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Rating  12

Contributed by

Nuba

Guide Type

Last Updated

August 4, 2015

Table of Contents

The Grand Tournament Expectation (So far…)

Introduction


Hearthstone metagame has been stagnant for the past 4 months or so. Nothing new happened and basically the same decks kept being played over and over again, but this will (hopefully) change with The Grand Tournament (TGT).

Today’s article is not going to be talking about card analysis. (Check out Camzeee’s posts for those) No, today we are going a lot deeper in the expansion analysis to be able to tell, just by looking at the cards spoiled so far, what will happen to Hearthstone as a card game in the next couple of months.

Note that in order to read this article you better take a look at the cards that were spoiled first, otherwise you might be lost!

A quick say on Today’s Metagame


Today’s metagame is a lot different from the ones of the previous expansions: There has been no changes at all since the start, it has always been the same dominant decks.

The strongest cards in constructed, not counting Mad Scientist, are the ones with the most absurd randomness involved in them: Piloted Shredder, Dr. Boom and such. These cards can randomly win you games because of the randomness they imply and their raw power*. But playing with randomness isn’t always fun – at least not when you are trying to consistently win games – and that is where the strongest decks in the game (currently) come in: Hunter, Patron Warrior and Handlock are all Tier-1 decks in the game and neither of them use (or have to use) these “random” cards.

The fact that you avoid randomness makes it so your deck stays highly consistent, and that is what makes such Tier-1 decks stronger than other decks, and also what makes the metagame so stagnant.

*It is, for example, impossible to create a RNG-less card that is stronger than Piloted Shredder without raising the curve power as a whole, because they literally gave the card an extra power (the card itself is as strong as 5-drops simply because it has randomness implied on it as a form of “downside”)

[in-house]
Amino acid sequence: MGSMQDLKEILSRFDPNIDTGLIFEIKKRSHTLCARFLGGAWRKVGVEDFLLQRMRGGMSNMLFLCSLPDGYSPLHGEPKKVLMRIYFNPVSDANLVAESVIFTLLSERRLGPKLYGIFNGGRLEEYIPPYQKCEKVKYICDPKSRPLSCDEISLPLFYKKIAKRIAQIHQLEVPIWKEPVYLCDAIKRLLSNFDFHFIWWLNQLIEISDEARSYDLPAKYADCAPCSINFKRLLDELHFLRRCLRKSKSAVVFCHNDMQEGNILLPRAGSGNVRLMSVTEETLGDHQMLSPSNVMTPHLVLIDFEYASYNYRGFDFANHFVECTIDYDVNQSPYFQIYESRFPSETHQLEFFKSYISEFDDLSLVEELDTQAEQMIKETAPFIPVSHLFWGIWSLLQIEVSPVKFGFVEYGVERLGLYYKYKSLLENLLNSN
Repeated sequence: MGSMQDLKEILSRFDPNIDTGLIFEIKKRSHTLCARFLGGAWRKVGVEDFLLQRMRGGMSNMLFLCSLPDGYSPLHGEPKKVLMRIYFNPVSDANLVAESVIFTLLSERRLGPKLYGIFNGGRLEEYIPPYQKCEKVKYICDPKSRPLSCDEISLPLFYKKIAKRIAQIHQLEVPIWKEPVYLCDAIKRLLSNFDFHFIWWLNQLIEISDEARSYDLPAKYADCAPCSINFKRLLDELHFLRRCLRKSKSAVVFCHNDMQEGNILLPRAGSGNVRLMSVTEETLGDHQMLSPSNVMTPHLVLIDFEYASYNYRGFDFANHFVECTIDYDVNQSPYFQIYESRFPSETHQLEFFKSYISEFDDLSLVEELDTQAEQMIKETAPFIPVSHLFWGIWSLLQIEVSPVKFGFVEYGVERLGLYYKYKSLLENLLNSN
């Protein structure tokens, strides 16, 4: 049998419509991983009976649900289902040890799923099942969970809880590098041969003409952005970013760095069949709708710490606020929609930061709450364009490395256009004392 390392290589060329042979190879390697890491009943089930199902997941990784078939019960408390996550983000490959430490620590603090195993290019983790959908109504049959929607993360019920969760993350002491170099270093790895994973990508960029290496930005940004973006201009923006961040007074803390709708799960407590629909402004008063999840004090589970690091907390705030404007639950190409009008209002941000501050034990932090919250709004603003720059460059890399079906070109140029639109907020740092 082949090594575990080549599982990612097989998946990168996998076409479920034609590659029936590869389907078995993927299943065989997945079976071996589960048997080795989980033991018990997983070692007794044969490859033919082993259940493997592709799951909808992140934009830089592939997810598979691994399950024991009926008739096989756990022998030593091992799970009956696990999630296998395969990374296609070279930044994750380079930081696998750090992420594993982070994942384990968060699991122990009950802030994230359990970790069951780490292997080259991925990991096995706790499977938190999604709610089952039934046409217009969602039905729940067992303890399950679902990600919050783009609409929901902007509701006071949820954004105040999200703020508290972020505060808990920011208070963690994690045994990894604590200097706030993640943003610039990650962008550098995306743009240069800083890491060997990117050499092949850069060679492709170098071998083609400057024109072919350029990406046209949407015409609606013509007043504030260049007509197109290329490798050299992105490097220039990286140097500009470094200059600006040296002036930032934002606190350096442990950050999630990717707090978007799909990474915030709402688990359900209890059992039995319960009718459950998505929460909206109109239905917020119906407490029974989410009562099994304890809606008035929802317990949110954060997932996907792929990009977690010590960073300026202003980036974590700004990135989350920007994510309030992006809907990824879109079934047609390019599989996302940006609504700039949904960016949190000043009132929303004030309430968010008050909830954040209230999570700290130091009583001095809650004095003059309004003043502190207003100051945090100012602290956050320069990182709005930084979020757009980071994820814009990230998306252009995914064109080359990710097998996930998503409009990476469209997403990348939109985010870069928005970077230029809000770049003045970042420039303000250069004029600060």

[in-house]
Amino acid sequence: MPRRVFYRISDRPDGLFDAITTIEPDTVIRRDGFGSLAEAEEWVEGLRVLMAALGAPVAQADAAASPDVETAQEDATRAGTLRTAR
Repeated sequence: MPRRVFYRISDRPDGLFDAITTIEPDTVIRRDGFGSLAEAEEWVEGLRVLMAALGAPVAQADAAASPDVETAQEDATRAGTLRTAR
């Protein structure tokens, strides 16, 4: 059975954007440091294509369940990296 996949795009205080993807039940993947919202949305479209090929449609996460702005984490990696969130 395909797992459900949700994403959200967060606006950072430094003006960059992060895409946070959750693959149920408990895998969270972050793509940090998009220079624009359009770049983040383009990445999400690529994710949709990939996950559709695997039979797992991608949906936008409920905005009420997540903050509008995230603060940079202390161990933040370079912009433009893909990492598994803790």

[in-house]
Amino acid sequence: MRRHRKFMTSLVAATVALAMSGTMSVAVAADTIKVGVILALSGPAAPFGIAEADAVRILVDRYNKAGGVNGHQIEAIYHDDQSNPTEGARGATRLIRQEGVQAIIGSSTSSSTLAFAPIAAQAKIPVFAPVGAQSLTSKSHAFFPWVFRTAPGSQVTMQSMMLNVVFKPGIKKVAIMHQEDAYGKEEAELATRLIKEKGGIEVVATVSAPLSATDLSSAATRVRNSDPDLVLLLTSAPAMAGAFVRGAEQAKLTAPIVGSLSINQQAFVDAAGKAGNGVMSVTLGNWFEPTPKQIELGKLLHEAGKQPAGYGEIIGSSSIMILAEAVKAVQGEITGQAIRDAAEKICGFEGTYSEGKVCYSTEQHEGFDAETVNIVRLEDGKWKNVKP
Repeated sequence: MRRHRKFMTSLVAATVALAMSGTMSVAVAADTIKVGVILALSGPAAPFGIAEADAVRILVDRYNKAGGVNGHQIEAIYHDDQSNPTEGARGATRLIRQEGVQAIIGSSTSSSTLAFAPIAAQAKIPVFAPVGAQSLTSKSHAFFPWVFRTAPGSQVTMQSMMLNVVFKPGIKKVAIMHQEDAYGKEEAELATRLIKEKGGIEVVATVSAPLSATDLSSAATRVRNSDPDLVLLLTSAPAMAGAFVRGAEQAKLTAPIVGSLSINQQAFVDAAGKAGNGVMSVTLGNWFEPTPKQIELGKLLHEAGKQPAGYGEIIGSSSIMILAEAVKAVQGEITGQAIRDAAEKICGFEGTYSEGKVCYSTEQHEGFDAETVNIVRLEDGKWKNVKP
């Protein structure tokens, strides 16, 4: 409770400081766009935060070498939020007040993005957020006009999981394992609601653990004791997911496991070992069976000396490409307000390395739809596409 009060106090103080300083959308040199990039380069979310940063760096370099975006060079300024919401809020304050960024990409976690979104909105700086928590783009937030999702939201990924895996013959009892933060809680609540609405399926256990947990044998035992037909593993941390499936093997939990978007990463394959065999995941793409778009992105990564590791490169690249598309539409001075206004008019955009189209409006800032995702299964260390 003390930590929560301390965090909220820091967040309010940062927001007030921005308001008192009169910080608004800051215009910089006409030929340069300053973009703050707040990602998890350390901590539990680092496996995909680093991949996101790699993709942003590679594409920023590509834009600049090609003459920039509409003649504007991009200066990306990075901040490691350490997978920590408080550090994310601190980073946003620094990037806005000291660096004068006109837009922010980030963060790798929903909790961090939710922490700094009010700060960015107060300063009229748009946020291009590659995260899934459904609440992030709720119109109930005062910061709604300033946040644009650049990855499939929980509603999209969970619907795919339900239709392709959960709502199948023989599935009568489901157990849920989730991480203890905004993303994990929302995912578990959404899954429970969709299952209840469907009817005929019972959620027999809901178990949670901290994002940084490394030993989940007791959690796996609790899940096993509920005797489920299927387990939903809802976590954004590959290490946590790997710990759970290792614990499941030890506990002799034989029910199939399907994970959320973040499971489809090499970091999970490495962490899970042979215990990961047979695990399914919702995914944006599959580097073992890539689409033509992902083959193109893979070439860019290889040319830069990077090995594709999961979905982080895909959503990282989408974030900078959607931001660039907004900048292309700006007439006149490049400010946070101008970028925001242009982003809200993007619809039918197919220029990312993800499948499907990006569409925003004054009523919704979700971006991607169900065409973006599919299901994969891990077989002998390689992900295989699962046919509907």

Expectations: Problems


There are many problems with today’s metagame, let us try to name a few:

  • The inability to interact with combos.
  • Getting rushed down without being able to respond.
  • Randomness.
  • Cards with randomness being far superior than cards without them.

The never-ending Hearthstone Combo problem… Blizzard wanted Patron to happen, but they probably just didn’t know how strong that would’ve been. I currently see no way of fixing such problem, but then again I do not think that this problem is something that people should be worried too much about, because as long as power creep (the strongest cards in the game) level keeps getting raised and the level of such combos don’t, we will be seeing less and less Patron Combo in the game.

The second problem can easily be fixed by adding better (and more consistent/less situational) responses for early game aggression that somehow scale decently to the late game, however this hasn’t been done so far.

The last 2 problems is something I am sure Blizzard does not care in solving right now. Seeing how spoiled cards are being treated, I do not believe that we will be seeing consistent cards better than random ones this expansion. Therefore, as far as spoilers go, you should not believe that dominant archetypes will stop being dominant since the root of the problem is the randomness implied in the stronger cards.

Expectations: Game’s Speed


A lot of cards have been shown to us so far with this expansion, most of them clearly show us how Blizzard wants the game to slow down and get more consistent(*). However, as said before, the solution to deal with fast decks has not been shown to us, rather we were just shown a bunch of cards with effects that gets exponentially better as time pases.